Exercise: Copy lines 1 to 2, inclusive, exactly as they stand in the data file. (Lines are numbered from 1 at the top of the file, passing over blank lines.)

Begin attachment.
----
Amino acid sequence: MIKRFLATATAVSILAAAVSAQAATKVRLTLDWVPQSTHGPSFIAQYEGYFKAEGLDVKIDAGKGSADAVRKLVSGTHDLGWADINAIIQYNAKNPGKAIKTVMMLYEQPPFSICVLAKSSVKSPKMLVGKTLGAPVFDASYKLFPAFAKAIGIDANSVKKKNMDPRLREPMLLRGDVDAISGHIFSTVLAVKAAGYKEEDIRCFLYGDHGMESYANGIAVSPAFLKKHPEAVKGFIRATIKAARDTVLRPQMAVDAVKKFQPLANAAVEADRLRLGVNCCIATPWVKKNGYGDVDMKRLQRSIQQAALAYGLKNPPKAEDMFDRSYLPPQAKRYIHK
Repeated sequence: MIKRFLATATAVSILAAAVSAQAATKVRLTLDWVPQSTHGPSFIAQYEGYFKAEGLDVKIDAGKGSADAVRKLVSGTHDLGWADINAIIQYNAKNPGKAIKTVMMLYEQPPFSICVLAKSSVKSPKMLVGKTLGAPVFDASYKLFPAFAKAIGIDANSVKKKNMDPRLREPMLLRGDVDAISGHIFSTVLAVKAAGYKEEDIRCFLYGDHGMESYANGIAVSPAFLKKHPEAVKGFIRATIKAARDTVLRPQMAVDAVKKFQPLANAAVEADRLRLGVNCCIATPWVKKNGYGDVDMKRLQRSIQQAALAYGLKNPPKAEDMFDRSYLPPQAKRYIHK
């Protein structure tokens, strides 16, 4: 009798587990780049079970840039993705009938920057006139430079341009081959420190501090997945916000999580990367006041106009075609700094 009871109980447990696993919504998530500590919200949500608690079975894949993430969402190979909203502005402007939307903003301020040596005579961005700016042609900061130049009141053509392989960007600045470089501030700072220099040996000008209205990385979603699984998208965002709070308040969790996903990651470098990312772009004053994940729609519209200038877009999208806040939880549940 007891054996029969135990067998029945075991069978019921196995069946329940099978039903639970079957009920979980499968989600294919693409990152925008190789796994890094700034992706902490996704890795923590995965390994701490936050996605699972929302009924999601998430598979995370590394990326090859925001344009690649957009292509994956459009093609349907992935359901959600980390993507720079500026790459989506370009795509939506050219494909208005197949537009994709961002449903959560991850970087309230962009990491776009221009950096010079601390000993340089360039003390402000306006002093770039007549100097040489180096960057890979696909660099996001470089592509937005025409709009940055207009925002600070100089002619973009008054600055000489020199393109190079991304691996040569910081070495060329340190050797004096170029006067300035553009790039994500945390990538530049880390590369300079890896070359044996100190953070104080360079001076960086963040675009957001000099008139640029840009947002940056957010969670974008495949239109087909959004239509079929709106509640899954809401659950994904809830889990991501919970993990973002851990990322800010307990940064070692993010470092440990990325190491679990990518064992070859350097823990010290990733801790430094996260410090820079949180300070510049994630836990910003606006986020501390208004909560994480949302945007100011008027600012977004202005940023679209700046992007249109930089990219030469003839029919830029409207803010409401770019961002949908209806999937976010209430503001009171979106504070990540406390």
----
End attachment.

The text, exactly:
Amino acid sequence: MIKRFLATATAVSILAAAVSAQAATKVRLTLDWVPQSTHGPSFIAQYEGYFKAEGLDVKIDAGKGSADAVRKLVSGTHDLGWADINAIIQYNAKNPGKAIKTVMMLYEQPPFSICVLAKSSVKSPKMLVGKTLGAPVFDASYKLFPAFAKAIGIDANSVKKKNMDPRLREPMLLRGDVDAISGHIFSTVLAVKAAGYKEEDIRCFLYGDHGMESYANGIAVSPAFLKKHPEAVKGFIRATIKAARDTVLRPQMAVDAVKKFQPLANAAVEADRLRLGVNCCIATPWVKKNGYGDVDMKRLQRSIQQAALAYGLKNPPKAEDMFDRSYLPPQAKRYIHK
Repeated sequence: MIKRFLATATAVSILAAAVSAQAATKVRLTLDWVPQSTHGPSFIAQYEGYFKAEGLDVKIDAGKGSADAVRKLVSGTHDLGWADINAIIQYNAKNPGKAIKTVMMLYEQPPFSICVLAKSSVKSPKMLVGKTLGAPVFDASYKLFPAFAKAIGIDANSVKKKNMDPRLREPMLLRGDVDAISGHIFSTVLAVKAAGYKEEDIRCFLYGDHGMESYANGIAVSPAFLKKHPEAVKGFIRATIKAARDTVLRPQMAVDAVKKFQPLANAAVEADRLRLGVNCCIATPWVKKNGYGDVDMKRLQRSIQQAALAYGLKNPPKAEDMFDRSYLPPQAKRYIHK